On damage, uncertainty and risk in supervised control : aphids and brown rust in winter wheat as an example

Research output: Thesisinternal PhD, WU

Abstract

<p>In supervised control of pests and diseases real-time information on pest and disease intensity and cost-benefit analysis of decision alternatives are used to support farmers' decisions on pesticide application. This thesis focuses on improving supervised control in the pathosystem aphids - brown rust - winter wheat. First, effects of the grain aphid, <em>Sitobion avenae</em> , on crop physiology are studied to arrive at simple relations between aphid density and damage. Second, the consequences of uncertainty about the costs of alternative strategies for optimal timing of chemical control of aphids and/or brown rust ( <em>Puccinia</em><em>recondita</em> ) <em>are</em> evaluated.<p>Uptake of assimilates by <em>S. avenae</em> and reduction of the rate of net leaf photosynthesis by honeydew were quantified and introduced into a model which simulates growth and development of winter wheat from flowering till ripeness. Attainable yields from 4000 to 10000 kg ha <sup>-1</SUP>and damage at the higher yield levels were simulated satisfactorily. Honeydew caused more damage than assimilate uptake at crop development stages until milky ripeness. Attainable yield, crop development stage, and timing and intensity of infestation were of major importance in explaining variation in damage. The results of the simulation model were summarized in regression models which predicted damage at given infestation levels as good as the best published empirical model.<p>Sources of uncertainty in a decision model for evaluating costs of chemical control strategies were quantified using field data. Assessment of the contribution of various sources of uncertainty to model output uncertainty showed white noise in the relative growth rates of both aphids and brown rust to be the major cause of uncertainty. Risk-neutral damage thresholds representing pest intensities at which expected costs of control just exceed expected costs of no control, were considerably lower than the deterministic damage thresholds based on average input values. At the risk-neutral damage thresholds only 30% of chemical applications was found to be cost-effective. To support pest control under uncertainty a framework is proposed in which alternative strategies are evaluated in terms of 'profitability' and 'risk', operational measures of the economic objectives 'return on investment' and 'insurance', respectively.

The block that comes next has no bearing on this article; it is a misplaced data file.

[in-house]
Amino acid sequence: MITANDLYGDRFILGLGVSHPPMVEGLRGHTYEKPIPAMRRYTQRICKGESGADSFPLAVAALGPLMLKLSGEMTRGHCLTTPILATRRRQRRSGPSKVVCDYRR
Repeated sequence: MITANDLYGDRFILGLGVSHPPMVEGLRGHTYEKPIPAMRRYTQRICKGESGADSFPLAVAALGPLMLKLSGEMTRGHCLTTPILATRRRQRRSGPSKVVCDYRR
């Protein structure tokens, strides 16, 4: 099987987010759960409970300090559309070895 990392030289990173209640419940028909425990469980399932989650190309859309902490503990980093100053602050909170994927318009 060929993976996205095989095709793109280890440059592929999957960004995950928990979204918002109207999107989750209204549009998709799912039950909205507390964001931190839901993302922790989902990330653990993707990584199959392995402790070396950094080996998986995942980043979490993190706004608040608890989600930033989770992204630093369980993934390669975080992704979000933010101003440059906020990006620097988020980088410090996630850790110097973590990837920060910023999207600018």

Original languageEnglish
QualificationDoctor of Philosophy
Awarding Institution
Supervisors/Advisors
  • van Beek, P., Promotor, External person
  • Rabbinge, R., Promotor, External person
  • Zadoks, J.C., Promotor
Award date25 Oct 1993
Place of PublicationS.l.
Publisher
Print ISBNs9789054851370
Publication statusPublished - 1993

Keywords

  • yield losses
  • crop losses
  • assessment
  • control methods
  • plant pests
  • plant diseases
  • integrated pest management
  • integrated control
  • triticum aestivum
  • wheat
  • hexaploidy
  • insects
  • aphididae

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